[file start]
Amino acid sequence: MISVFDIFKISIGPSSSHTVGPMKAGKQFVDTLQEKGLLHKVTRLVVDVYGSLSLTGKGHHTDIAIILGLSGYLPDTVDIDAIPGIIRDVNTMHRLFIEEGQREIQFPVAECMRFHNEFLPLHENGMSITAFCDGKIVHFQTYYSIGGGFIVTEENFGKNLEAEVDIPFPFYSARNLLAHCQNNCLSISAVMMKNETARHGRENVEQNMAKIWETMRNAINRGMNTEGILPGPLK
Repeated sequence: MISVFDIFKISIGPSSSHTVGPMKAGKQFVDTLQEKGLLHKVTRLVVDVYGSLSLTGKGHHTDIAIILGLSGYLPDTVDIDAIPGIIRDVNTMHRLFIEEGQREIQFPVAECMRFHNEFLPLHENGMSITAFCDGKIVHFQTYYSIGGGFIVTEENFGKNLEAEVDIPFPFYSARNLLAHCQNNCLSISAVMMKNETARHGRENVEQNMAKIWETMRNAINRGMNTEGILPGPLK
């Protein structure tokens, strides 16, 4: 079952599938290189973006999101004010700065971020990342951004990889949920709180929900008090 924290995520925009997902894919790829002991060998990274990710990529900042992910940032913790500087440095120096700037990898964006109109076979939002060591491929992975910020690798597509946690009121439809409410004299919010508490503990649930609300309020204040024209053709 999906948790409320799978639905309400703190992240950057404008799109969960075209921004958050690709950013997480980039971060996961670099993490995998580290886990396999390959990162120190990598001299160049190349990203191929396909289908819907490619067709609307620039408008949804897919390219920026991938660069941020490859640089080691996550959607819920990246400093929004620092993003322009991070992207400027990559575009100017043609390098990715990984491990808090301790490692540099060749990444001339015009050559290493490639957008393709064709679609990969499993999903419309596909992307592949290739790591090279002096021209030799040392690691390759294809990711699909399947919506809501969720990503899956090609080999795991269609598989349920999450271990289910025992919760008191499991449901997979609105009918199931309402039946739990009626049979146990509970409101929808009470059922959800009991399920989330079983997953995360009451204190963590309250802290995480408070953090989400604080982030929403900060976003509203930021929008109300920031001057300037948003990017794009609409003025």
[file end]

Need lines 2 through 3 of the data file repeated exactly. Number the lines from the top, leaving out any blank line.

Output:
Repeated sequence: MISVFDIFKISIGPSSSHTVGPMKAGKQFVDTLQEKGLLHKVTRLVVDVYGSLSLTGKGHHTDIAIILGLSGYLPDTVDIDAIPGIIRDVNTMHRLFIEEGQREIQFPVAECMRFHNEFLPLHENGMSITAFCDGKIVHFQTYYSIGGGFIVTEENFGKNLEAEVDIPFPFYSARNLLAHCQNNCLSISAVMMKNETARHGRENVEQNMAKIWETMRNAINRGMNTEGILPGPLK
């Protein structure tokens, strides 16, 4: 079952599938290189973006999101004010700065971020990342951004990889949920709180929900008090 924290995520925009997902894919790829002991060998990274990710990529900042992910940032913790500087440095120096700037990898964006109109076979939002060591491929992975910020690798597509946690009121439809409410004299919010508490503990649930609300309020204040024209053709 999906948790409320799978639905309400703190992240950057404008799109969960075209921004958050690709950013997480980039971060996961670099993490995998580290886990396999390959990162120190990598001299160049190349990203191929396909289908819907490619067709609307620039408008949804897919390219920026991938660069941020490859640089080691996550959607819920990246400093929004620092993003322009991070992207400027990559575009100017043609390098990715990984491990808090301790490692540099060749990444001339015009050559290493490639957008393709064709679609990969499993999903419309596909992307592949290739790591090279002096021209030799040392690691390759294809990711699909399947919506809501969720990503899956090609080999795991269609598989349920999450271990289910025992919760008191499991449901997979609105009918199931309402039946739990009626049979146990509970409101929808009470059922959800009991399920989330079983997953995360009451204190963590309250802290995480408070953090989400604080982030929403900060976003509203930021929008109300920031001057300037948003990017794009609409003025």